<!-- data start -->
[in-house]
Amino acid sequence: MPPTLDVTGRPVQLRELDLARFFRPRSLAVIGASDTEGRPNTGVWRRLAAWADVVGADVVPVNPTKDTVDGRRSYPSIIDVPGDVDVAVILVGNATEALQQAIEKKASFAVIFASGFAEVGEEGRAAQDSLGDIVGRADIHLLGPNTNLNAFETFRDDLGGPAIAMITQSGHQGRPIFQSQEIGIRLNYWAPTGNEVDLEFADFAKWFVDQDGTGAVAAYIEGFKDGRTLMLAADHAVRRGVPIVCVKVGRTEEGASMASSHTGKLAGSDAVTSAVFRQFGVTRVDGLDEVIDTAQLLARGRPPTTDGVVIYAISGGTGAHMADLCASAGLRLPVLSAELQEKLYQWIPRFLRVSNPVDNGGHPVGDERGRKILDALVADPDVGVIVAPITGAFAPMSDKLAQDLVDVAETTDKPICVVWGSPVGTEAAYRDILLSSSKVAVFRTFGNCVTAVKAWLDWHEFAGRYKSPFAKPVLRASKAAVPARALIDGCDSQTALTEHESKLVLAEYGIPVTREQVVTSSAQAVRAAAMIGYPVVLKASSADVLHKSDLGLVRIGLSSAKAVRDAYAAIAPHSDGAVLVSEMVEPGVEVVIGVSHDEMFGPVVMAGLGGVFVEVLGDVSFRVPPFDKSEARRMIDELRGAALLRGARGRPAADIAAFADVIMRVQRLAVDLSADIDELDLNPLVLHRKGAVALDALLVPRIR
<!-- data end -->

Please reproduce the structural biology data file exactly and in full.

[in-house]
Amino acid sequence: MPPTLDVTGRPVQLRELDLARFFRPRSLAVIGASDTEGRPNTGVWRRLAAWADVVGADVVPVNPTKDTVDGRRSYPSIIDVPGDVDVAVILVGNATEALQQAIEKKASFAVIFASGFAEVGEEGRAAQDSLGDIVGRADIHLLGPNTNLNAFETFRDDLGGPAIAMITQSGHQGRPIFQSQEIGIRLNYWAPTGNEVDLEFADFAKWFVDQDGTGAVAAYIEGFKDGRTLMLAADHAVRRGVPIVCVKVGRTEEGASMASSHTGKLAGSDAVTSAVFRQFGVTRVDGLDEVIDTAQLLARGRPPTTDGVVIYAISGGTGAHMADLCASAGLRLPVLSAELQEKLYQWIPRFLRVSNPVDNGGHPVGDERGRKILDALVADPDVGVIVAPITGAFAPMSDKLAQDLVDVAETTDKPICVVWGSPVGTEAAYRDILLSSSKVAVFRTFGNCVTAVKAWLDWHEFAGRYKSPFAKPVLRASKAAVPARALIDGCDSQTALTEHESKLVLAEYGIPVTREQVVTSSAQAVRAAAMIGYPVVLKASSADVLHKSDLGLVRIGLSSAKAVRDAYAAIAPHSDGAVLVSEMVEPGVEVVIGVSHDEMFGPVVMAGLGGVFVEVLGDVSFRVPPFDKSEARRMIDELRGAALLRGARGRPAADIAAFADVIMRVQRLAVDLSADIDELDLNPLVLHRKGAVALDALLVPRIR